The surface area and radiative properties of an object influence the rate of radiative emission from the object's surface and the rate of radiative absorption into the surface. Control of these variables would allow for the radiative heat transfer behavior of the surface to be manipulated in real time. Origami tessellations, being a repeated pattern of linked, dynamic surfaces, provide a framework by which dynamic control of apparent radiative properties and surface area is possible. The panels within a tessellation form cavities whose aspect ratio varies as the device actuates. The cavity effect suggests that the apparent radiative properties of the cavity openings will vary as a function of aspect ratio. The apparent absorptivity of an accordion tessellation formed from folded shim stock is shown experimentally to increase by 10x as the tessellation actuates from fully extended to within 10\% of a completely-folded state. Analytical models and Monte Carlo ray tracing are used to quantify the apparent radiative properties of an infinite V-groove for a variety of conditions, including specular or diffuse reflection and diffuse or collimated incident irradiation. For a diffuse V-groove, apparent radiative properties increase with increasing V-groove aspect ratio but do not approach unity. Highly reflective surfaces exhibit the largest relative increase in apparent radiative properties with actuation. Closed-form correlations achieve an average relative error of 2.0\% or less. For a specular V-groove, apparent radiative properties approach unity as the V-groove collapses towards an infinite aspect ratio. The apparent absorptivity for a V-groove exposed to collimated irradiation shows significant variations over small actuation distances, increasing by 5x over a small actuation range. For certain conditions the apparent absorptivity of a V-groove subject to collimated irradiation decreases as the aspect ratio increases.For an isothermal accordion tessellation the net radiative heat exchange continuously decreases as the surface is collapsed for most conditions, indicating that the reduction in apparent surface area generally dominates the increase in apparent radiative properties. Net radiative heat transfer values decrease by 7x for collimated irradiation and specular reflection over small actuation distances. Specular V-grooves subject to collimated irradiation occasionally show an increase in net radiative heat transfer as the device collapses. A non-isothermal dynamic radiative fin achieves a 3x reduction in heat transfer as the fin collapses; this value can be increased with the use of highly conductive materials and by increasing the length of the fin. The fin efficiency of a collapsible fin increases as the fin collapses. An experimental prototype of a collapsible fin is developed and tested in a vacuum environment, achieving a 1.32x reduction in heat transfer for a limited actuation range, where a numerical model suggests this prototype may achieve a 2.23x reduction in heat transfer over the full actuation range.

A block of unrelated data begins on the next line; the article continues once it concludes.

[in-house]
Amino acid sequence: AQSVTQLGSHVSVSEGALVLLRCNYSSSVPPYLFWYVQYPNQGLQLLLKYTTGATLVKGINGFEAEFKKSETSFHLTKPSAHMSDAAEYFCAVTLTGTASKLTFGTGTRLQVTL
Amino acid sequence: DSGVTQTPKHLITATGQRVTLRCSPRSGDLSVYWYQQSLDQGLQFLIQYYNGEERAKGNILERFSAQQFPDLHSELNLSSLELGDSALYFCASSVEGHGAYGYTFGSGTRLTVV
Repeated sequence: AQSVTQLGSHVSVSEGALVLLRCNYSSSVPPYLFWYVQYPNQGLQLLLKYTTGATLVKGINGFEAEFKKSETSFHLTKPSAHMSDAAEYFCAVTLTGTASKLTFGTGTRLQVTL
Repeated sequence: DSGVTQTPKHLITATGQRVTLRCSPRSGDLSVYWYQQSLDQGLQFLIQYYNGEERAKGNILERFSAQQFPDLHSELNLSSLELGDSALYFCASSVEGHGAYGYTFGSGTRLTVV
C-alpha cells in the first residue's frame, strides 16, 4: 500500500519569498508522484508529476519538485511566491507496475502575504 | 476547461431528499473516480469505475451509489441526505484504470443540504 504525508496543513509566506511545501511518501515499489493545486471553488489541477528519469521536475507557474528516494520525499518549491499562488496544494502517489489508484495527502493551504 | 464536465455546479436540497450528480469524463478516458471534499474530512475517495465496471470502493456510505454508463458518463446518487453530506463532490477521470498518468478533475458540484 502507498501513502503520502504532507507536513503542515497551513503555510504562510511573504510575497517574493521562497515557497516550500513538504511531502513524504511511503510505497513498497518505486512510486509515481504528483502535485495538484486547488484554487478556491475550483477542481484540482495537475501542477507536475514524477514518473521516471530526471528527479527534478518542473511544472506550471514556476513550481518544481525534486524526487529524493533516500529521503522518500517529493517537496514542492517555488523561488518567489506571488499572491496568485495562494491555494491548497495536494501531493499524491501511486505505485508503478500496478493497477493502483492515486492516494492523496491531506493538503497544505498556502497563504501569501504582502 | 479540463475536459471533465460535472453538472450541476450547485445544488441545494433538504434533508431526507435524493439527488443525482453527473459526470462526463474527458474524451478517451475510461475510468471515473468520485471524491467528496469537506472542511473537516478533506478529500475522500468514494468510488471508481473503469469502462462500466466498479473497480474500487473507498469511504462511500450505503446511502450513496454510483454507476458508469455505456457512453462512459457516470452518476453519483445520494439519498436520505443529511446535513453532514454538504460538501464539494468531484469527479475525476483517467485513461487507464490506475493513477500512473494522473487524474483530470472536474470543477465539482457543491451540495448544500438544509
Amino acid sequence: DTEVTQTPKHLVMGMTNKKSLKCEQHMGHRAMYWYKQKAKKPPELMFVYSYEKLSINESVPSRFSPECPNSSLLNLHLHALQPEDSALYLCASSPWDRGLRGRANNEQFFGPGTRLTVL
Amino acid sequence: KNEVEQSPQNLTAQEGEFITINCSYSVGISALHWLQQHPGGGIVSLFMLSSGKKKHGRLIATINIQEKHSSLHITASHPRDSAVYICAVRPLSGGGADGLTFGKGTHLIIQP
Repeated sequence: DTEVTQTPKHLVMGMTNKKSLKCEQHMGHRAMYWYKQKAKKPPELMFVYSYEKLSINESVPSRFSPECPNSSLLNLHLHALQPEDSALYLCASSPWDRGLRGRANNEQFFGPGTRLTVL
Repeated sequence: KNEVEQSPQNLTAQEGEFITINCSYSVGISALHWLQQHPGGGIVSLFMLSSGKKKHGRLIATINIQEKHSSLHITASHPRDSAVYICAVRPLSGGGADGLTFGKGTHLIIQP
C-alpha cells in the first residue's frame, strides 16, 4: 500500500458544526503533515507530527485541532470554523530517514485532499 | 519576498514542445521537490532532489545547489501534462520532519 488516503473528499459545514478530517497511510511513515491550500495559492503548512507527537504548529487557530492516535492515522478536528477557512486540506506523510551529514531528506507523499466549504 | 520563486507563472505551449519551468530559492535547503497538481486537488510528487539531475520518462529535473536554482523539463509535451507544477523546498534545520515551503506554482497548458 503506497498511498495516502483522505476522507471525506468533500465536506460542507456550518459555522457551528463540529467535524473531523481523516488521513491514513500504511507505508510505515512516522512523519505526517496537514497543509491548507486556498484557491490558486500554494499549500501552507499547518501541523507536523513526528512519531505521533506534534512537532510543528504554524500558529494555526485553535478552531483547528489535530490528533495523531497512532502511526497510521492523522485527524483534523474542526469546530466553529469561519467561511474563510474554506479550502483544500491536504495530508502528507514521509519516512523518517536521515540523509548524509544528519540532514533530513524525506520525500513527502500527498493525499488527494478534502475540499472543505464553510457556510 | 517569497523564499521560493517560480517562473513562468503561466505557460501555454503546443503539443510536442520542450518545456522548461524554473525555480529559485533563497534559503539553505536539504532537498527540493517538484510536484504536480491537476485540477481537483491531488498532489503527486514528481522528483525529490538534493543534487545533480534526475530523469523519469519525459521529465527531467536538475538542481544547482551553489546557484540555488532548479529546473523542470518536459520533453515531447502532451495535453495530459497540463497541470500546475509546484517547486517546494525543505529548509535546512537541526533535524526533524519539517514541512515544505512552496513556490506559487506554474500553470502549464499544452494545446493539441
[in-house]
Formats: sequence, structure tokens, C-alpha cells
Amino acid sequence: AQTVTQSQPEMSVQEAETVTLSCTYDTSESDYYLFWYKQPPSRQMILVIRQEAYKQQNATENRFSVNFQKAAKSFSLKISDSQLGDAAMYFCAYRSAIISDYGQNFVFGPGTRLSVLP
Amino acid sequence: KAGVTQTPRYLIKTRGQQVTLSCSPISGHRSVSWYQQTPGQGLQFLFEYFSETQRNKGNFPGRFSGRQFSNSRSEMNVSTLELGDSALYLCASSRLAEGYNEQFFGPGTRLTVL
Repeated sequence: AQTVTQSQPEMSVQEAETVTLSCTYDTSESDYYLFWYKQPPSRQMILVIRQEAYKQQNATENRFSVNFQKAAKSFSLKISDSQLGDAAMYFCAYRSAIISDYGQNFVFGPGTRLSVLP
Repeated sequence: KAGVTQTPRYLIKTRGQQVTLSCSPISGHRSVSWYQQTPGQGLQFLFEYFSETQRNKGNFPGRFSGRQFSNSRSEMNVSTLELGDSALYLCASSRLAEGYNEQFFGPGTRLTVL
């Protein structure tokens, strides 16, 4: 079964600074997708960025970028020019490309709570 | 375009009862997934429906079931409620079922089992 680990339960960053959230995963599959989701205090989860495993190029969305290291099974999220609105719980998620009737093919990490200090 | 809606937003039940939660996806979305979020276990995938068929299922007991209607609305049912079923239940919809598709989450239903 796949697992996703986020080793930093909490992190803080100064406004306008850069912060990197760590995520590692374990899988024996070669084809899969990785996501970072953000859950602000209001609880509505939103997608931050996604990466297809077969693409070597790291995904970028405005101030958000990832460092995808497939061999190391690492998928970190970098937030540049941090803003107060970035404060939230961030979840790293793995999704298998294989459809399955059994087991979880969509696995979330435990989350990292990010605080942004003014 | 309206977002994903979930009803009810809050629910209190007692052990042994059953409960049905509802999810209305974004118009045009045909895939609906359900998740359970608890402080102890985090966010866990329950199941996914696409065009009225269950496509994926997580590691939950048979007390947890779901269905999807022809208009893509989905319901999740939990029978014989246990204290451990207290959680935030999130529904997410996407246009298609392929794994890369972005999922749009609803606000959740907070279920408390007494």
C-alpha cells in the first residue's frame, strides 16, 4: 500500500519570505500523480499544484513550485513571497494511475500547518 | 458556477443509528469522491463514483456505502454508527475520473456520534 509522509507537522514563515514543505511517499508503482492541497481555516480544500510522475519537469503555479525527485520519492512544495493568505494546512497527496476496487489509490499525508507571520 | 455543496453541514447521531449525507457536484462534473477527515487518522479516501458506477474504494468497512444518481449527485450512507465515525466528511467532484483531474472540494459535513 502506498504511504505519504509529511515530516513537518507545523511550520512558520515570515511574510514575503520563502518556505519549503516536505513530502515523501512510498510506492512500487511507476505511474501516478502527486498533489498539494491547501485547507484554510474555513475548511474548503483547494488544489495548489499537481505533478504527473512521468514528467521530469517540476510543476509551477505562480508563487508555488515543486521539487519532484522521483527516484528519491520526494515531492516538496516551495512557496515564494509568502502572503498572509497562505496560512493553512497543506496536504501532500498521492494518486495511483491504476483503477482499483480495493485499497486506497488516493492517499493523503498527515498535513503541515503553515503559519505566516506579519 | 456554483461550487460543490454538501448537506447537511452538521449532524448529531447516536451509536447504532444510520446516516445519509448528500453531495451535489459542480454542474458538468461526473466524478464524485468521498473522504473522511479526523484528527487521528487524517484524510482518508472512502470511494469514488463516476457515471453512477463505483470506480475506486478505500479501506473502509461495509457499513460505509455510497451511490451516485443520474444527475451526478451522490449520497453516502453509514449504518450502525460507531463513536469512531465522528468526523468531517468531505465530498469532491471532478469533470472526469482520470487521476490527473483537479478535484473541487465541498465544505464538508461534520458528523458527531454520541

College and Department

Ira A. Fulton College of Engineering and Technology; Mechanical Engineering



Date Submitted


Document Type





heat transfer control, radiation heat transfer, origami heat transfer